Error correcting units 26, 28, and 30 are assigned, each to a different region in the distributed memory about the perimeter of the core processor (not shown). For purposes of explanation, the distributed memory is shown in a square configuration, but the layout of the subarrays could be in other geometrical configurations, according to the shape of the core processor. Each unit 26, 28, 30 includes a plurality of error correcting circuits identified by an integer with a subscript "x" to relate the circuit to a particular bit of the final syndrome word. Nonzero syndrome patterns are assigned to each data bit and check bit of the memory word and each bit is assigned to a subarray. One such bit assignment for the subarrays is shown in FIG. 3, which assignment is derived from Table 1 in FIGS. 4A/B. By examining the rows in Table 1, a non-zero value for a table element (row, column) indicates an ECC bit used in calculating a syndrome bit for the data bit assigned to the row. Thus, data bit 8 contributes to syndrome bits 2, 6 and 7 only. Similarly, ECC bit E9 contributes to syndrome bits 0, 8, 10, 12 and 13. This relationship is used to determine which data bits are used in which syndrome generating circuits. By arranging the syndrome pattern of Table 1, the data bit assignment of FIG. 3 and the ECC checking circuits in the regions of FIG. 3, an optimal placement of subarray and ECC checking circuits can be obtained to reduce routing. For example in FIG. 3, below the squares 24 are numbers, such as 4, 5, etc. for subarray Ox; 0, 1, etc. for subarray Cx representing the data bits fed to the indicated syndrome circuits for the indicated syndrome bits provided by the subarrays ox and Cx, respectively. One can connect the numbers below the subarrays individually to each placed ECC circuit to determine the locality of the ECC circuit to the data and ECC bits used in generating the syndrome. Overall, the layout of the ECC circuits and the subarrays is selected such that a syndrome bit from a subarray travels less than half of the length of the core perimeter and preferable no more than 1/4 of the perimeter length. It is apparent that by grouping and locating the ECC circuits as described above, the number of routing paths from the subarrays to the ECC circuits can be significantly reduced. Normally, 128 routing channels would be required for error correction purposes. However, the number of routing channels can be shown to be reduced by approximately 40 through locating the ECC circuits and their assigned subarrays to be as close together as possible with the added benefit of reducing worse-case travel distance to 1/2 the core perimeter. In so doing, error correction time is reduced for memory words and processor cycle time is not impaired by error correction.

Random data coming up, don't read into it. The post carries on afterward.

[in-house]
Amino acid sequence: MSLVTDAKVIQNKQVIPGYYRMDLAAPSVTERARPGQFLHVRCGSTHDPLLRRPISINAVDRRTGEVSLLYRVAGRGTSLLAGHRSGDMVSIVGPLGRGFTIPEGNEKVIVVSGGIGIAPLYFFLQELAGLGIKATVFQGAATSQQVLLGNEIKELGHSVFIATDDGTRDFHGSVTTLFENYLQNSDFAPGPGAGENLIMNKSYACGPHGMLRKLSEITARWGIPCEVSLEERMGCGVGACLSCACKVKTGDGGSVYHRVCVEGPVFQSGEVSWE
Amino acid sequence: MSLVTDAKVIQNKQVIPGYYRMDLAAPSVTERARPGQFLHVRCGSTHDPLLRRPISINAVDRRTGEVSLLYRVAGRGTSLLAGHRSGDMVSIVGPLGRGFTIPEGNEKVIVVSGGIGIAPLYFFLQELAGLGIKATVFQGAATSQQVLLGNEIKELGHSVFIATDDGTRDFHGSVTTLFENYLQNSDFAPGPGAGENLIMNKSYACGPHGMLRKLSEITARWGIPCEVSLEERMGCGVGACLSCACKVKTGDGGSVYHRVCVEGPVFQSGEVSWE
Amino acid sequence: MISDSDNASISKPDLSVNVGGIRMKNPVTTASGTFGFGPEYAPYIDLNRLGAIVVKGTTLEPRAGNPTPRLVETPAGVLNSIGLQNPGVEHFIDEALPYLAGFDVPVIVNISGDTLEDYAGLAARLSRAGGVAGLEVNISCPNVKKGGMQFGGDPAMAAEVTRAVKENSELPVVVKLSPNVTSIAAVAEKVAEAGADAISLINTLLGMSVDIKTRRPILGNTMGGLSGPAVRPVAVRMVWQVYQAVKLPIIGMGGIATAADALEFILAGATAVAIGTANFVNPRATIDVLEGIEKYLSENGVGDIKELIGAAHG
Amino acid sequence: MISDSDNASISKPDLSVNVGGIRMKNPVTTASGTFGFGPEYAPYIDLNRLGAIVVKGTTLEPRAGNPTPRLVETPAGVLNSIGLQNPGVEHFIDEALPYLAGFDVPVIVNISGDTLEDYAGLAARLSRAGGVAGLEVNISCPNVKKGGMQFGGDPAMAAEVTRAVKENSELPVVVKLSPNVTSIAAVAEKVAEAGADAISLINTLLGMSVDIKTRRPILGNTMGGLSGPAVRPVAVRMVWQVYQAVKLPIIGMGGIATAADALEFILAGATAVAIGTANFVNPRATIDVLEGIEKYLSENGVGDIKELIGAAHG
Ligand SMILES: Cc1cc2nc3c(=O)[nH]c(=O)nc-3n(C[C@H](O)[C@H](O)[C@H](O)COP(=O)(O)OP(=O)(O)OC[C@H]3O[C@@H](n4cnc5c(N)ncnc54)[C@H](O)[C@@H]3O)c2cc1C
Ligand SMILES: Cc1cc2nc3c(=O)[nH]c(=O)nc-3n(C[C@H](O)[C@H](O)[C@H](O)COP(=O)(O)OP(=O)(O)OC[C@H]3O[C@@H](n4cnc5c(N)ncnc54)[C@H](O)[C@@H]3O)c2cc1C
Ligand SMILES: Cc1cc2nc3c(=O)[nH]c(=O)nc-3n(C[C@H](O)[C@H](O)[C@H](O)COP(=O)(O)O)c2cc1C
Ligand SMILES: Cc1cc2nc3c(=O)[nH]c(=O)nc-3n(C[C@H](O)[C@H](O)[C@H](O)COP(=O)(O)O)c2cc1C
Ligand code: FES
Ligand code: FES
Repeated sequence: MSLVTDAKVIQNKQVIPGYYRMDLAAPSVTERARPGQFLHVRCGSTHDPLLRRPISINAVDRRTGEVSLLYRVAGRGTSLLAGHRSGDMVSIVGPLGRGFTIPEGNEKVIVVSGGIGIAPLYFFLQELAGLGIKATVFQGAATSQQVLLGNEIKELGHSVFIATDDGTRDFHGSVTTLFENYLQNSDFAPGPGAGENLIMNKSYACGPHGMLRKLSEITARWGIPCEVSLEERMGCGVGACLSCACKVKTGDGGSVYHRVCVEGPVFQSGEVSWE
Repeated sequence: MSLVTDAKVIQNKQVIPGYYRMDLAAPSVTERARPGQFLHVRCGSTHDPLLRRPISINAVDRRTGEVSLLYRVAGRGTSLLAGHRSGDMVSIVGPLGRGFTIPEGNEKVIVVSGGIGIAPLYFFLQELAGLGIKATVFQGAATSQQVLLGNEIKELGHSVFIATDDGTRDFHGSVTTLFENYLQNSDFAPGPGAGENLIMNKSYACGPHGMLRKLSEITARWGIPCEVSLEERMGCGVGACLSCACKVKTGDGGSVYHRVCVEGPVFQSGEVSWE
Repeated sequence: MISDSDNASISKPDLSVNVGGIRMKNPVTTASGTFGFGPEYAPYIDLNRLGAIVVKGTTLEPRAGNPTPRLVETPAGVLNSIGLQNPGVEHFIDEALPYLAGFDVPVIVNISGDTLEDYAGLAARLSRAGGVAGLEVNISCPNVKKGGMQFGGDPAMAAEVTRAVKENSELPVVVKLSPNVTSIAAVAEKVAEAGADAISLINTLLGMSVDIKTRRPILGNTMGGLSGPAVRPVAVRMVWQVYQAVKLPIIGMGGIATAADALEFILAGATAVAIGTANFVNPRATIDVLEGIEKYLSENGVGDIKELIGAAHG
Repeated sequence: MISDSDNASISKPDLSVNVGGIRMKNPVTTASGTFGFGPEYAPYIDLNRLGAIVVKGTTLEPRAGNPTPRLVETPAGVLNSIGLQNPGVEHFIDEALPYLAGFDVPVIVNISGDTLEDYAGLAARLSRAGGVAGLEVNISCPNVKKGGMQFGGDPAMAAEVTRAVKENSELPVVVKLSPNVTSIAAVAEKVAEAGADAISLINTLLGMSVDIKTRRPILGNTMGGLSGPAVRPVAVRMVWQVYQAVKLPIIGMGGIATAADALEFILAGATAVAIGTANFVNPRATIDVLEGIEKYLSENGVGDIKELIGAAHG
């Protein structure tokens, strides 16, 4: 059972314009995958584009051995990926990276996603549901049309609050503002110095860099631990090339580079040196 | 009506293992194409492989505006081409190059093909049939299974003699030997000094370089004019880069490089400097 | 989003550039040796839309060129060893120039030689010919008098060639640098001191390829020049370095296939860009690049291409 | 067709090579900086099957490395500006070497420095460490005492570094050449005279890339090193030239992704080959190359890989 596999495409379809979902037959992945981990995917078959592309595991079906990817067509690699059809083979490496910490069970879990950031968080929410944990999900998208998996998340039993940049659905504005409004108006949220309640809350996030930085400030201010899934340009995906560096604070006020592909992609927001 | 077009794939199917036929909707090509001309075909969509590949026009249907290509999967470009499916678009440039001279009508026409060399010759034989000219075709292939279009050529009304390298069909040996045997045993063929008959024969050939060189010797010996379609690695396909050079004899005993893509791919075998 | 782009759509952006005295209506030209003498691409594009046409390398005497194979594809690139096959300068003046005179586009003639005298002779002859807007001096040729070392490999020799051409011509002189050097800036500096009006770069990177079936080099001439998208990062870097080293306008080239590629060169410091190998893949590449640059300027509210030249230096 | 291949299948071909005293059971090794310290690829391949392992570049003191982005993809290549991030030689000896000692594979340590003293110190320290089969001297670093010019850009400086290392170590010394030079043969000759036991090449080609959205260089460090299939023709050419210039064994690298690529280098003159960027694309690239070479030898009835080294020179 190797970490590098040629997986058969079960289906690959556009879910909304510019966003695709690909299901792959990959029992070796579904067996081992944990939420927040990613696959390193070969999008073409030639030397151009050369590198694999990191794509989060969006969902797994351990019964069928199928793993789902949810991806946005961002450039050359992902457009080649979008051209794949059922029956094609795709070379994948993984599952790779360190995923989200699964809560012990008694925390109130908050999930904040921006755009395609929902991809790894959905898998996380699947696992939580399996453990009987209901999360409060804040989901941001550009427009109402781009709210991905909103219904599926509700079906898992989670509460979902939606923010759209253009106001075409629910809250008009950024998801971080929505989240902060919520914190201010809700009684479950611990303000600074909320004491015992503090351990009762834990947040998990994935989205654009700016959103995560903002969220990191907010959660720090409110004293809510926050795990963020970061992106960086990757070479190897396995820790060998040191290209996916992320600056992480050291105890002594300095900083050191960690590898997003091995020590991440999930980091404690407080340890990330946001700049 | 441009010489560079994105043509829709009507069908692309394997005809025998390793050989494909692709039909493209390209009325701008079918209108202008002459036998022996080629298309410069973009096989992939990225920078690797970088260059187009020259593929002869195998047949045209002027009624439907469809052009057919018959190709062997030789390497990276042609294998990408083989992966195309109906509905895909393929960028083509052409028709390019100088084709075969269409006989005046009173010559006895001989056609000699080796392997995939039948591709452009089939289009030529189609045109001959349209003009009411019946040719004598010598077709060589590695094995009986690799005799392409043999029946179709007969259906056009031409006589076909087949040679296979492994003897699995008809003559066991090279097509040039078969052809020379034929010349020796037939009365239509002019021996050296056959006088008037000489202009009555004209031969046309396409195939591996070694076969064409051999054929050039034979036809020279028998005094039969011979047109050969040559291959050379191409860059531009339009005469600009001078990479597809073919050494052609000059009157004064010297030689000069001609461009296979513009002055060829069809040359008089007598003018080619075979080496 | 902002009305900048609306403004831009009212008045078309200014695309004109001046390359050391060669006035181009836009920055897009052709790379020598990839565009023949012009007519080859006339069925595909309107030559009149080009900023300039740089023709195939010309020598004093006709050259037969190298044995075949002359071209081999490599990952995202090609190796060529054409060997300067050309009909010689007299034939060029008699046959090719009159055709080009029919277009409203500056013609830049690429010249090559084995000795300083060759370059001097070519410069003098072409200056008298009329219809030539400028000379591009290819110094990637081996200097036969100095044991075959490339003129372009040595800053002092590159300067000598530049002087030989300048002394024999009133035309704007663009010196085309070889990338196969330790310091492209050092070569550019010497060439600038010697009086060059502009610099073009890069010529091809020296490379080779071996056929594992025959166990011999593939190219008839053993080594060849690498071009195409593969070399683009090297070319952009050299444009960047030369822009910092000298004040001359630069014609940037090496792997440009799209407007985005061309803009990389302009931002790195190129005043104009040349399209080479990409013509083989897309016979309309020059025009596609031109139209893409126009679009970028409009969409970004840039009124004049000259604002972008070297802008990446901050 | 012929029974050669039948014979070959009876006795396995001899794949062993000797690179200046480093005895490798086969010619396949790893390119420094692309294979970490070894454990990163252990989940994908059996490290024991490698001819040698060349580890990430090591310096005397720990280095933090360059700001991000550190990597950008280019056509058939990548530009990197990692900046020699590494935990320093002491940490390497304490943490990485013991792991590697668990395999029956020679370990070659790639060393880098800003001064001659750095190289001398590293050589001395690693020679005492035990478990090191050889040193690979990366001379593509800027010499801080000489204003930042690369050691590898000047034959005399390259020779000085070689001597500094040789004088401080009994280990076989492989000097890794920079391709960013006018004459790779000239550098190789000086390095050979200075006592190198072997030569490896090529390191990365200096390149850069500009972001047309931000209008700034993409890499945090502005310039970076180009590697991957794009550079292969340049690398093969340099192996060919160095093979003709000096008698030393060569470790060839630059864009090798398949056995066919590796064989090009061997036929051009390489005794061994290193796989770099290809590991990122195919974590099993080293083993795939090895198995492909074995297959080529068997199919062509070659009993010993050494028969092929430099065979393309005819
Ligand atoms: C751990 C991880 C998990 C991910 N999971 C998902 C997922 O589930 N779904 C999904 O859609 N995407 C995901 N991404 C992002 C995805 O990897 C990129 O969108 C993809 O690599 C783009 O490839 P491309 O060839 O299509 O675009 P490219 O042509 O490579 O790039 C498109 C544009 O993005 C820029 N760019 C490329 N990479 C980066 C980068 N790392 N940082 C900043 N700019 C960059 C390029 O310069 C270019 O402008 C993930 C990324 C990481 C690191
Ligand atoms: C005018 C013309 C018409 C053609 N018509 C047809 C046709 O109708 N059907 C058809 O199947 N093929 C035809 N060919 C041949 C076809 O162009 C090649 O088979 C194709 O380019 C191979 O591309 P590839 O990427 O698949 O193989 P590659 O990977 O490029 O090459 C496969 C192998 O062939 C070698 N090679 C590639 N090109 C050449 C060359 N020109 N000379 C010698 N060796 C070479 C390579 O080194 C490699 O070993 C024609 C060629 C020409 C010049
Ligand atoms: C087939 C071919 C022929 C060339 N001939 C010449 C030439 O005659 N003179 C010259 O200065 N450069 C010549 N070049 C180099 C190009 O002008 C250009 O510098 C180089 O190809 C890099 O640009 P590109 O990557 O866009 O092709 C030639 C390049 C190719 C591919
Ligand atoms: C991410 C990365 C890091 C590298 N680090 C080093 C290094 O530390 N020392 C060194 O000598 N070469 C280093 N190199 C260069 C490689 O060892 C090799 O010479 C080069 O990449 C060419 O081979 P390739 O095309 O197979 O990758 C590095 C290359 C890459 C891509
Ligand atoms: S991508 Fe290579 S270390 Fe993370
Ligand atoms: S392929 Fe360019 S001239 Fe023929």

As indicated before FIGS. 4A/B, Table 1 shows one possible encoding of ECC bits 0-14 by row for the corresponding data bits 0-129 including ECC bits 0-14, in column 1. To determine the data and ECC bits required to generate a particular syndrome bit, all rows are marked in which a "1" is located (blank entries are "0"). For each such marked entry, the data/error bit in the first or left most column is required for generation of the selected syndrome bit.
In FIG. 5, one logic implementation is shown for generating partial syndrome such that all subarrays contain a common logic block utilizing the nine data/ECC bits stored in the memory subarray. Data bits ME(0) . . . ME(8) of each 8 bit subarray are shown as inputs to combinatorial logic trees 34 containing 16 Exclusive Or circuit for error correction purposes. The logic outputs 4, 5, 6, 7 and 0 from the trees are labeled based on the syndrome bits to which they contribute. These outputs correspond to the ECC code in Table 1 and provide the basis for error determination in a syndrome function, to be described hereinafter, in calculating which bit within a subarray contains an error. The 0 bit contributes to ECC bits 0, 1, 2 and 3. In addition, memory sub-element bit 8 is also sourced from each subarray for use in syndrome bit 14.